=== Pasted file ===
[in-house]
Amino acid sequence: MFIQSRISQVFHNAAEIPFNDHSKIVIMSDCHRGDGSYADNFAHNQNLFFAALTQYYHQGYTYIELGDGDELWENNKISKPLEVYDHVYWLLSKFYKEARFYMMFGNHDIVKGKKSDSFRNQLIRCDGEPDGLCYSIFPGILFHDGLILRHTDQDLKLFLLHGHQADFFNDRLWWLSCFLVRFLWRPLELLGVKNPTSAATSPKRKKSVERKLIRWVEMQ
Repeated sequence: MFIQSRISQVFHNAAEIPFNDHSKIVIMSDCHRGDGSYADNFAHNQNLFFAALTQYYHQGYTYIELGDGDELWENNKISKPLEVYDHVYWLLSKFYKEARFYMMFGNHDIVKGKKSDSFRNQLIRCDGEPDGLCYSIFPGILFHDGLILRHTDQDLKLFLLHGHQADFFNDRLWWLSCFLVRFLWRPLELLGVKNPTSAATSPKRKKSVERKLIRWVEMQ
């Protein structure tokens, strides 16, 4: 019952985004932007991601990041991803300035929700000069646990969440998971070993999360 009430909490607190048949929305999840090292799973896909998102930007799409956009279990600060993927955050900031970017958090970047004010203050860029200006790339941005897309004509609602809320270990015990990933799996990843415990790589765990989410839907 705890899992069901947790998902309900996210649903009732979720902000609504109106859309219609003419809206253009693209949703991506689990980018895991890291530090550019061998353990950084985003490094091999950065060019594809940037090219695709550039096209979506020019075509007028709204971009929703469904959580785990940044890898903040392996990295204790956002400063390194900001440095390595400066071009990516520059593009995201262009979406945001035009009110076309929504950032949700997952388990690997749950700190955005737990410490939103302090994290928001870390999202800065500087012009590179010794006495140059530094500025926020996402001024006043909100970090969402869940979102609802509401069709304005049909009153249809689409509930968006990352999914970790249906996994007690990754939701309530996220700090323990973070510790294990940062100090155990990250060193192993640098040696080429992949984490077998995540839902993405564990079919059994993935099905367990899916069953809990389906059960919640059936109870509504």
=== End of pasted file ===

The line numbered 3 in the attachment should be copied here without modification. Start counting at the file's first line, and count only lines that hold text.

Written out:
Repeated sequence: MFIQSRISQVFHNAAEIPFNDHSKIVIMSDCHRGDGSYADNFAHNQNLFFAALTQYYHQGYTYIELGDGDELWENNKISKPLEVYDHVYWLLSKFYKEARFYMMFGNHDIVKGKKSDSFRNQLIRCDGEPDGLCYSIFPGILFHDGLILRHTDQDLKLFLLHGHQADFFNDRLWWLSCFLVRFLWRPLELLGVKNPTSAATSPKRKKSVERKLIRWVEMQ